After the postcard arrived in the mail validating that I drew a permit, the pre-planning began. My shotgun had not been fired for months and needed to be fitted, so I delivered it to a local gunsmith. Next, I had to decide where to go. The area I drew was in the Lakeview Bureau of Land Management district. Within that unit there is more than 1 million acres of public land available for hunting. I called the district biologist and a couple ranchers for their recommendations on places to go. I studied the BLM district maps for access roads and coordinated meeting a friend who also drew a tag. The trip was coming together.

Image by Mia Sheppard.

With my gear packed and the dog ready to go, I began the five-hour journey to my destination. Some might wonder why I would hunt a bird that only has a bag limit of two and only a weeklong season. I see this as an opportunity to hunt a new place, experience wide-open spaces and watch bird dogs do what they do best – find birds!

The next morning we woke up early to get the dogs ready and drink that first cup of joe. Driving down the bumpy road anticipating the first bird, the dogs could sense our excitement. We parked near a spring, got the collars on the dogs and dusted off the guns. The sagebrush aroma filled my lungs, and Cedar, my pudalpointer, started working like a veteran. Though he never had hunted sage grouse before, he worked with authority searching for birds. This wasn’t his first rodeo.

We walked miles covering a flat, and after a few hours, we saw movement in the distance. It was a covey of sage grouse. The cover was low, and we were exposed, just like the birds, so we decided to walk a wide circle around them and approach them up wind. Keeping our eyes on the birds, we slowly moved in. They quickly spotted us and started walking. Soon they were out of shooting range, eventually flying off, splitting in two directions and landing a couple hundred yards away.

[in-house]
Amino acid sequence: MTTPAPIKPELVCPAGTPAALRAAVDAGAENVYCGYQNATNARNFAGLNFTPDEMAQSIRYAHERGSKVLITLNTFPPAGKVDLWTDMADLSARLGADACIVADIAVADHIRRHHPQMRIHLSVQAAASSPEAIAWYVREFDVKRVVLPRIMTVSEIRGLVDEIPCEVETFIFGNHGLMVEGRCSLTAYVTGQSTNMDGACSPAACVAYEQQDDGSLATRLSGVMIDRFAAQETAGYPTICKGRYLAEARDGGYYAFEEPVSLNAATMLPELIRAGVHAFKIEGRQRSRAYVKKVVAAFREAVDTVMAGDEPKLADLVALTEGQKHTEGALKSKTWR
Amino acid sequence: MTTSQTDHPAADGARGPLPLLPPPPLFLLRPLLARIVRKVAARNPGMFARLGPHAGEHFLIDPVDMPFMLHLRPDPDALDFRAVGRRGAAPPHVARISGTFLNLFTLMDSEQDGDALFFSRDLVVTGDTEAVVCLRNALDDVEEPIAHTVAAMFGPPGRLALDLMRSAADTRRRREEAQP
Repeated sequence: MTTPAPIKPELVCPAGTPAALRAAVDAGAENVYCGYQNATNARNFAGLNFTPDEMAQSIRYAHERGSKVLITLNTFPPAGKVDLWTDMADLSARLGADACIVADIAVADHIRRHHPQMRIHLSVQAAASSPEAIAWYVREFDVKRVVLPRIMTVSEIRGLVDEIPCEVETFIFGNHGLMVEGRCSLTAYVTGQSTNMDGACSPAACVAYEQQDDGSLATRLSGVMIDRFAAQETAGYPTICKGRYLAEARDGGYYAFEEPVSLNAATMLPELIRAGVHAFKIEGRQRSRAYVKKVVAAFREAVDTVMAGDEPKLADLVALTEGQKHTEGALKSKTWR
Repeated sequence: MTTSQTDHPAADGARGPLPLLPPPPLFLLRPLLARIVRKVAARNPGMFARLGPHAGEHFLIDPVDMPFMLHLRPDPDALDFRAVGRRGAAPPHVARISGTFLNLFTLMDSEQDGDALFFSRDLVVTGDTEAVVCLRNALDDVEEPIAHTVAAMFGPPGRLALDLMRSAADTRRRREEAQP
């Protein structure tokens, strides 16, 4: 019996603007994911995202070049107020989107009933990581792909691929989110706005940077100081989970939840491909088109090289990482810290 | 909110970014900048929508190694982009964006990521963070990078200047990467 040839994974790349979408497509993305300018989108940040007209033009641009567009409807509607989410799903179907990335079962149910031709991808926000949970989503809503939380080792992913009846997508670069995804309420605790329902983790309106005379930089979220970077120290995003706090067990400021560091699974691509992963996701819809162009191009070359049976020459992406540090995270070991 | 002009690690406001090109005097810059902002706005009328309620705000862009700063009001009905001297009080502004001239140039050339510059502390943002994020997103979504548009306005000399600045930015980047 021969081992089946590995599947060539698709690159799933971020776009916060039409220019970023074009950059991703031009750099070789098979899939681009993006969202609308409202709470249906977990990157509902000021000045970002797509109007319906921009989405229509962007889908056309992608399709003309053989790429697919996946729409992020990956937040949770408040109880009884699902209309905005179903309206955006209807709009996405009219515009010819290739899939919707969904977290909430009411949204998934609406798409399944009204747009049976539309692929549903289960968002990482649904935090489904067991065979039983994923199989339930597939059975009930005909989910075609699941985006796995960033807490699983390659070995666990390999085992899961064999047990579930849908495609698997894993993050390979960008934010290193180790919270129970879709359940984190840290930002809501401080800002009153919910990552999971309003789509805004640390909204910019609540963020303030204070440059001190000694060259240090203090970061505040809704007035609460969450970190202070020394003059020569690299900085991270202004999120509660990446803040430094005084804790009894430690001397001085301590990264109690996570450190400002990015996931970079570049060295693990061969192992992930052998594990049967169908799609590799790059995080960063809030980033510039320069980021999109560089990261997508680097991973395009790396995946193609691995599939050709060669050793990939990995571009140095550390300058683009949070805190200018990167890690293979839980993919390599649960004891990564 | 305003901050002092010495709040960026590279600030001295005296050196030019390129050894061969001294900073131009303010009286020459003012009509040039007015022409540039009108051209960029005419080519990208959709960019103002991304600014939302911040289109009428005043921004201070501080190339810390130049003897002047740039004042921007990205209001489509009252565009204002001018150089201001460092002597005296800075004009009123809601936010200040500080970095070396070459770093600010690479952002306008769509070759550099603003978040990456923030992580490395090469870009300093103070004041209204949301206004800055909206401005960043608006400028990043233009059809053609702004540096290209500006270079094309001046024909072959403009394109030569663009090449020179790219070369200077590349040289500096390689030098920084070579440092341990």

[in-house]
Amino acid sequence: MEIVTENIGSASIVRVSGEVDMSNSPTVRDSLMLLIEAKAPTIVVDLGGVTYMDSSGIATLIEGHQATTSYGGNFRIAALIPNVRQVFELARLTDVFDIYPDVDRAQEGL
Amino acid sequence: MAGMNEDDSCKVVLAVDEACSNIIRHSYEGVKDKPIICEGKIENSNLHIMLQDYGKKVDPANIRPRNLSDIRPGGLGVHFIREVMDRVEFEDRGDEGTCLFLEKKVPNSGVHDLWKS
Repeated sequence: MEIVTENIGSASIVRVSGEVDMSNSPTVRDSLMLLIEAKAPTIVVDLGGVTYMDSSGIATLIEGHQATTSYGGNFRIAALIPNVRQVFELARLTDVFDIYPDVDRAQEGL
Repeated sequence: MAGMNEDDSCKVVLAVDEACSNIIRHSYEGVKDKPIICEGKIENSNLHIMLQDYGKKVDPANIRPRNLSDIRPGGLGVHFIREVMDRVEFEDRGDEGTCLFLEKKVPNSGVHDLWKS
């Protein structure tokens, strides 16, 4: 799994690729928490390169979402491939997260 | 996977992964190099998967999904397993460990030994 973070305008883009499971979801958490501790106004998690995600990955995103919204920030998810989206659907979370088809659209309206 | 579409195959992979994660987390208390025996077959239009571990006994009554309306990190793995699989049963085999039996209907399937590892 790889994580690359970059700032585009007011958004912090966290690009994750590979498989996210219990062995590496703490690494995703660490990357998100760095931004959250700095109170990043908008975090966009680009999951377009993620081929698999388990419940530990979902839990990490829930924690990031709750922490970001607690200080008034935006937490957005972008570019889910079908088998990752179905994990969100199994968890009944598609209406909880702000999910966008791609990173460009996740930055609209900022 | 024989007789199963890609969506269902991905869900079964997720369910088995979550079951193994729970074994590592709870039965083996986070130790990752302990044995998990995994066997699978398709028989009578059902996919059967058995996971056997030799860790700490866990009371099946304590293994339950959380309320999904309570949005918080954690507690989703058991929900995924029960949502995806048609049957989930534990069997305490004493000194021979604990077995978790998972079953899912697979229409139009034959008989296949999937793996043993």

We decided to break apart and ambush the birds. Cedar and I worked the near side while Mellissa and her dogs worked in the distance. We eventually spotted the birds and moved in. They held, and Cedar crept in. The sage grouse looked at us. I moved in closer and closer. Finally they took wing. I took a shot, and a bird fell. Cedar circled around for the retrieve and pranced back with the smile of success.

Image by Mia Sheppard.

Sportsmen can’t afford another loss of opportunity if the sage grouse is listed under the Endangered Species Act. Nor can sportsmen remain silent – our voices must be heard, and we must advocate for solid state and federal conservation plans for sage grouse that also will protect other species we enjoy pursuing. With hunter participation declining across the West, we must act and get involved to ensure sage grouse habitat is conserved and a listing is avoided. Sportsmen must define our own destiny and help conserve wildlife to retain all our opportunities – as well as those for future generations.

TRCP holds annual Western Media Summit Sept. 7-11, 2014

More than 60 members of the media and other stakeholders concerned about pressing sportsmen conservation issues attended TRCP’s annual Western Media Summit in Great Falls, Montana. The 10th annual summit explored public lands issues and water topics, including federal water budgeting, the “waters of the U.S.” rulemaking, BLM backcountry conservation and the agency’s Planning 2.0 process, and ongoing efforts to conserve sage grouse and sagebrush ecosystems. The following are highlights from the event with short presentation recaps and photos.

Monday, September 8 (Welcome Dinner)

Audience at 2014 TRCP Western Media Summit.

The opening night dinner followed a balmy day during which summit attendees toured the renowned elk hunting territory of Montana’s Missouri Breaks a small planes piloted by EcoFlight’s Bruce Gordon. That evening, TRCP CEO and President Whit Fosburgh welcomed guests at the dinner: “You guys – the writers, reporters and bloggers – are the first to get the word out on the issues we’re discussing here. We want you to leave the summit with plenty of stories that you can write about next week, next month or later this year.”